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Art has to move you and design does not, unless it’s a good design for a bus~

David Hockney

For as long as I can remember, ever since I was a kid I have always had an interest in interior design. Thinking back, this is most likely a result of watching hours of design shows with my mom after school. Growing up I didn’t have an appreciation for what could be done with interior design as a career, I thought it was merely self-taught people that had an eye for design on TV. Because hosting my own TV show seemed a bit farfetched (and I’d probably have to learn how to use a hammer 🙂 ), when I applied for University I followed my love of Math and Science and went into Engineering. Now don’t get me wrong, I love what I do for a living, but I still have a passion for designing spaces. This is something that my fiancé can attest to while I force her to endlessly peruse furniture stores for no other reason than fun.

One of the things about my job that I love is coming up with new piping design concepts and sitting in on piping design reviews. It wasn’t until I recently renovated my basement that I noticed that I was making the same types of comments while planning the room that I do during reviews at work. An example of this is the need to leave sufficient space around furniture to move around the room freely and provide good walking access. The room needs to flow. While meeting this requirement, you also have to ensure that its main purpose is being met. Whether the room that you are designing is a living room where lots of seating is required, or a garage where storage is the priority, access space is needed. When looking at piping within a module the same concept needs to apply. An operator has to be able to walk throughout the piping freely so that they can access valves, check instrumentation or maintain equipment. With that said, like the living room or garage, the purpose of the space has to be taken into account as well. If a module has a pump within it that requires maintenance you may want to leave some additional space around the pump for access, where as if the module just has piping and valves, the same amount of space may not be required.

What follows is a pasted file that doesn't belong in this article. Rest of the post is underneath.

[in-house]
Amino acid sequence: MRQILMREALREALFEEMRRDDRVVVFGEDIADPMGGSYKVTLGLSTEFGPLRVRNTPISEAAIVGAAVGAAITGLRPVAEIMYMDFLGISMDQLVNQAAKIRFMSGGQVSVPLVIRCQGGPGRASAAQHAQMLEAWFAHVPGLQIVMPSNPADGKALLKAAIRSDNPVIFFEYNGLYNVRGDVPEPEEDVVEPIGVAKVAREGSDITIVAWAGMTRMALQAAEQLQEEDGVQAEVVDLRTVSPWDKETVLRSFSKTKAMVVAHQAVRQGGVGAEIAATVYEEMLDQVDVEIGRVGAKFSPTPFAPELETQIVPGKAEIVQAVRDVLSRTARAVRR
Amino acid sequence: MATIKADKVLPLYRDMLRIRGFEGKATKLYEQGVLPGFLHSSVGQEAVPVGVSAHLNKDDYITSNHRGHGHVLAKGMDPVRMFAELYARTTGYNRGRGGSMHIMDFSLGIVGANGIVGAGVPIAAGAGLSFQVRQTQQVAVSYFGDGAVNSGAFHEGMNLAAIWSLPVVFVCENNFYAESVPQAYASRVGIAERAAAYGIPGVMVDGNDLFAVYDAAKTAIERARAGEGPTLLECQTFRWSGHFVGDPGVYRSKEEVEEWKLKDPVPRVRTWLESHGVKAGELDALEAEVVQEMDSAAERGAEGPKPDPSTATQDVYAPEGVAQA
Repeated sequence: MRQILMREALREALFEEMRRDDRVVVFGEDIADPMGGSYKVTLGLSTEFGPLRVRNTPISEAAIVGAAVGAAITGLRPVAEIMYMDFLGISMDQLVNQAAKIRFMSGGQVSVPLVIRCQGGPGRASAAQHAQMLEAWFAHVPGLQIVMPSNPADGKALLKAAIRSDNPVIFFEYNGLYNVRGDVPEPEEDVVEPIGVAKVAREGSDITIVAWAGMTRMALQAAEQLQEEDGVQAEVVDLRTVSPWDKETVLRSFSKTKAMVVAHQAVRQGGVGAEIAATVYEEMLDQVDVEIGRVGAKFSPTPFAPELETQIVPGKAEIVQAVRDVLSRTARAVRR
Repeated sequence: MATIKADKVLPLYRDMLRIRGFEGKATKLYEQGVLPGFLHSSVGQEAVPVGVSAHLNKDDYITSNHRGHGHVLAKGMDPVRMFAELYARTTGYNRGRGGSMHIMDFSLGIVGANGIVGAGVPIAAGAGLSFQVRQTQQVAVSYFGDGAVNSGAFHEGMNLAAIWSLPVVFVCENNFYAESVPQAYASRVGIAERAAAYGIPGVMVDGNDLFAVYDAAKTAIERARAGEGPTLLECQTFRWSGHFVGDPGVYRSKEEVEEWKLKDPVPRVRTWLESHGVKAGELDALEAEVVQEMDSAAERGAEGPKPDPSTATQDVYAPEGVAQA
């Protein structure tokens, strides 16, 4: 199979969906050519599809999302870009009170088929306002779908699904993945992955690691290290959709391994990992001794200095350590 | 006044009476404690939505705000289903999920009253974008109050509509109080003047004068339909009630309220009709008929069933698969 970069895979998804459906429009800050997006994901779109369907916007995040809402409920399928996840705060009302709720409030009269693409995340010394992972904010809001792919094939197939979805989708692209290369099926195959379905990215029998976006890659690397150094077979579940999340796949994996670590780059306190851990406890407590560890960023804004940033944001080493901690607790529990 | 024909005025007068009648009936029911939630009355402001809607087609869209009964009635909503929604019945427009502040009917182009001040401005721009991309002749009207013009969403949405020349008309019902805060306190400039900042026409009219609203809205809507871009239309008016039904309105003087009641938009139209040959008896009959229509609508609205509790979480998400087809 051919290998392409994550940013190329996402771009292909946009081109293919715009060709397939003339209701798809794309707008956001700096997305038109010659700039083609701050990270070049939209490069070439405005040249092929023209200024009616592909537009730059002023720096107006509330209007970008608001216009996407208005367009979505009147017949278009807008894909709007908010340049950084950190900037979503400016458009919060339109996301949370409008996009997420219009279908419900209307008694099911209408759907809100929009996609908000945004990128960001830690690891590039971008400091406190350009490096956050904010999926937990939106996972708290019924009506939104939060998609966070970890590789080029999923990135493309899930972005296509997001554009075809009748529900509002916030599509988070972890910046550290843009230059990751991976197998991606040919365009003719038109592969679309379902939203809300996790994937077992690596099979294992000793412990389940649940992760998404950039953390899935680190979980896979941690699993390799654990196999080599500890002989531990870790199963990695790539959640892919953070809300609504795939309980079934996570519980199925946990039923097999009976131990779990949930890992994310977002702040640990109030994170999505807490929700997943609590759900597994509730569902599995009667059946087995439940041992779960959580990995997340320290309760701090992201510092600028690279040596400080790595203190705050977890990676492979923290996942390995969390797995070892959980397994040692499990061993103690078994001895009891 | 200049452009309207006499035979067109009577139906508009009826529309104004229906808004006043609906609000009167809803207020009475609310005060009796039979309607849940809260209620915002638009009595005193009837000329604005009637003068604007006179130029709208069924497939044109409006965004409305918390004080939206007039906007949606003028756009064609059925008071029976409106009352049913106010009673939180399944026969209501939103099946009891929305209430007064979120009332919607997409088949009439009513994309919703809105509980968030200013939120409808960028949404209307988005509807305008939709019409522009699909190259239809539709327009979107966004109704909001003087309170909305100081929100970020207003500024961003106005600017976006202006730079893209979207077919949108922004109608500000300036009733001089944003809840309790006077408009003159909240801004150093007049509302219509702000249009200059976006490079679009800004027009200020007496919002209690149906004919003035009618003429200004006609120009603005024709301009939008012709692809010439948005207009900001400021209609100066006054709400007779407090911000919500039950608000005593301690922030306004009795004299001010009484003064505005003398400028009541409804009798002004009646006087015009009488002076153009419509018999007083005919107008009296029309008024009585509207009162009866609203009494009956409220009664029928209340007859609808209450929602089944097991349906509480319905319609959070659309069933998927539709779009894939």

When I look back at one of the early designs that I made for our basement when we were coming up with ideas for renovating it I remember that the most important function for the room was having enough seating for the whole family to watch a movie. Although the room is quite small I wanted to make sure that we could all spend family time together in it. With that in mind, there is a storage closet on one side of the room that we use on a regular basis that I didn’t want to block off. The same goes for the walkout sliding doors at the back at of the room. We needed to leave space to get to these areas of the room but not compromise what we felt was the main purpose of the room.

When I compare this design to the one of our designs for an equipment module, at first glance they appear to have nothing in common. But do they? When I look at them again while thinking about some of the concepts that I mentioned earlier they are actually quite similar. In my basement I wanted to ensure there was access to the various areas of the room by leaving clear walkways, the same can be said for a module.

In my experience, one of the big differences between designing a room and reviewing a piping design is that when looking at a room the house has typically already been built, whereas with piping modules we are starting from scratch. When dealing with a space that is pre-built you are limited to a footprint and cannot extend beyond that without changing the configuration of the space, which is not always a simple task. When starting from scratch those boundaries don’t normally exist and the possibilities can be endless. This is what I truly enjoy being part of, and hopefully one day, will have the opportunity to be part of on a home. Like interior design, piping design is a true art-form (that in my opinion does not get enough credit). When a module has been designed well the piping within it just flows (oh geez, there’s a bad pun). Operators have access to all of the valves and equipment, but can also move around the space as needed. When piping is well designed it takes thermal growth and stress into account, but visually the piping looks no different. John D. Berry wrote that “only when the design fails does it draw attention to itself; when it succeeds, it’s invisible.” Now John Berry is a writer, and he was actually talking about writing the table of contents for a book, but I think that what he has stated is true in both piping design as well as interior design. If something sticks out to you while looking at a room or piping, typically that particular item was an afterthought. Keep in mind that sometimes people like having statement pieces within their spaces, the same cannot be said for piping.

It is key to remember that when designing a module there needs to be a balance between too little and too much space. As a project engineer I always strive to have modules designed as small as possible because every sq ft is an additional cost to the project. Operations on the other hand can always use additional space if it’s given to them. Like any home, too much storage is never a problem. Operators always love having additional space to store spare chemicals or hoses, but there needs to be a balance because that additional space comes at a cost.

After reflecting on both interior design and piping design I have found that both art-forms are more similar then what I originally would have thought. With that said, I have yet to have a client that let me change the colour of their building walls or hang some art within their facility, but maybe one day.

Written by: Matthew Hoblak, P.Eng.

Originally published in LinkedIn